On the 31st of May, the European Social Network (ESN) launched at the European Parliament its recent publication ‘Investing in children’s services. Improving outcomes’, which assesses how the principles of the European Commission’s Recommendation ‘Investing in children’ are being implemented across 14 European countries. In two of these countries, Italy and Spain, there have been events recently to address the situation locally.

On the 27th of October, ESN member - the Institute for Research on Population and Social Policy- organised an event in Italy to address the issues identified by ESN report. The discussions focused on improving the provision of early childcare services, which is a key component of the National Action Plan for Children presented by the Italian government, and the actions implemented by local social services to care for unaccompanied children. Local practice is becoming increasingly geared towards promoting child participation. For instance, participants learned about RadioImmaginaria, which is the first radio station in Europe entirely run by children and teenagers aged between 11 and 17.

On the 11th of November, ESN’s Policy Director, Alfonso Lara Montero, was invited as a keynote speaker at an event organised in Pamplona (Spain) by the regional ministry of social rights. This was an opportunity to discuss with public authorities in the region of Navarra key trends in children’s policies and services across Europe, as the Navarra government prepares its future children’s plan. During the discussions, the need to ensure that public policies for children place them at the centre of public policy-making, and ensuring that policies approach children from an integrated perspective, was underlined.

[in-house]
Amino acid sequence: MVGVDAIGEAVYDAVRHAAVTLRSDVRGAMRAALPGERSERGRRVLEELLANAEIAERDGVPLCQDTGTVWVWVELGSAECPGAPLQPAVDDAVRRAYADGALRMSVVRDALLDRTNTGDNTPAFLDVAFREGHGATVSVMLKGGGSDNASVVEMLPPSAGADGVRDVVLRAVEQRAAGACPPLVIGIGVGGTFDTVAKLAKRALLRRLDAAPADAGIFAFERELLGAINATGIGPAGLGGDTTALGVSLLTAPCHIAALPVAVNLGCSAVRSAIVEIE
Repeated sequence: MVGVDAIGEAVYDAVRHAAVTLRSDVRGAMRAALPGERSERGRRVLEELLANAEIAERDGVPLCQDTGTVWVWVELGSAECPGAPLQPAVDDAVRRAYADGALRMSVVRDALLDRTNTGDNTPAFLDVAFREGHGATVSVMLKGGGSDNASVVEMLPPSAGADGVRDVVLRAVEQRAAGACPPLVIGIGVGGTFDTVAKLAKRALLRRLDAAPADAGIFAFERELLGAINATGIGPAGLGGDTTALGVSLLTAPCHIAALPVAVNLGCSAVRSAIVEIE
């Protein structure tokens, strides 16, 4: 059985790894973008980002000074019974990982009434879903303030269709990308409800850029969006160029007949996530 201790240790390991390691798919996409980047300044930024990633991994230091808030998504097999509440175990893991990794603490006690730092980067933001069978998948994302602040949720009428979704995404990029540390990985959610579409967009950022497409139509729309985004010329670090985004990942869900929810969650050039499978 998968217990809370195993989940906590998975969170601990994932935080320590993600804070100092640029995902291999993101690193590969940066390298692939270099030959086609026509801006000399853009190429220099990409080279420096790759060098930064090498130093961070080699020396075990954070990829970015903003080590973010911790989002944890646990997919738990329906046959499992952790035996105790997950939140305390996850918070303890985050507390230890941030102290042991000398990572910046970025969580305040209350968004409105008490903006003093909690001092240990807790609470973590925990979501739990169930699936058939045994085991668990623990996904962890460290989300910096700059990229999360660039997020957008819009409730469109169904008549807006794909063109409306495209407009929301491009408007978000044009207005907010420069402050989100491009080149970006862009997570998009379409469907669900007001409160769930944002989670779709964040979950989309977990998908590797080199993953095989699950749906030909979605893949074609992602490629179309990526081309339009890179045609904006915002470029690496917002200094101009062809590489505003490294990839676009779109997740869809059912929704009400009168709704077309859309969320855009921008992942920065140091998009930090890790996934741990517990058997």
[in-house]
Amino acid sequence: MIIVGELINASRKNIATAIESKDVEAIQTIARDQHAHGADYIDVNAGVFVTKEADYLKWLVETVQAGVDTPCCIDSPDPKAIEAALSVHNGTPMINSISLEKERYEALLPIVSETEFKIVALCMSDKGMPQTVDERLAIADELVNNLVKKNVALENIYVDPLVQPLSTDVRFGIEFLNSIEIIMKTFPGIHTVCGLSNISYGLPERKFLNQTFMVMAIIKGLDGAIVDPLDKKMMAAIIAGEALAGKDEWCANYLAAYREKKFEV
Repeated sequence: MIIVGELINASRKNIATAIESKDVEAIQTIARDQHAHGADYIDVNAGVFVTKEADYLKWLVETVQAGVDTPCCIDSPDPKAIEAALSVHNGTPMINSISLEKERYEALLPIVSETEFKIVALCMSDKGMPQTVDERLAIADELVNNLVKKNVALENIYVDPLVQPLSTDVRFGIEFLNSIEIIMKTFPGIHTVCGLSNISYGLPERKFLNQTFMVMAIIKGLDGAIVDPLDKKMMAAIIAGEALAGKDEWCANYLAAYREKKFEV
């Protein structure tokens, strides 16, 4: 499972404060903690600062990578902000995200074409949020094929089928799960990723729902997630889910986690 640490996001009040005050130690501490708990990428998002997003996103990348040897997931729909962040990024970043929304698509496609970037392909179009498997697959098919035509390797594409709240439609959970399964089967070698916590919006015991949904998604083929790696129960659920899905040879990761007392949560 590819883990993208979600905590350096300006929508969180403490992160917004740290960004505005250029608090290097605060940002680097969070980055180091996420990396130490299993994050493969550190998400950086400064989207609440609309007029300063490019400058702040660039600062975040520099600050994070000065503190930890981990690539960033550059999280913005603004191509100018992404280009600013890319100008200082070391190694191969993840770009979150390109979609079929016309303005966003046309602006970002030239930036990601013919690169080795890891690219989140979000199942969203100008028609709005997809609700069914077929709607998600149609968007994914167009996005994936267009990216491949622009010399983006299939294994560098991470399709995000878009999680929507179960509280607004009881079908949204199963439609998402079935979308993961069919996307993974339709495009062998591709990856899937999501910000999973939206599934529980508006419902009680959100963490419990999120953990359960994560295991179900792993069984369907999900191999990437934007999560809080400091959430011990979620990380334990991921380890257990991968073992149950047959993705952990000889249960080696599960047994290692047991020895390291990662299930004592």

“An integrated approach means that children’s policies should have a multi-dimensional perspective and address not only household income and housing but also early years’ investment, work with schools and effective child protection ensuring that children grow in a nurturing family environment,” argued Mr. Montero.

These events contributed to celebrating Children’s Universal Day, when the international community joins in promoting awareness to increase children’s welfare. In both events, it became clear that regional authorities have key competences in children’s policies across the EU, and therefore they play a pivotal role in ensuring implementation of the recommendations put forward by the European Commission. These events offered an inspirational platform to discuss, advocate, promote and celebrate children's rights, translating principles into dialogue and actions to build a better world for children.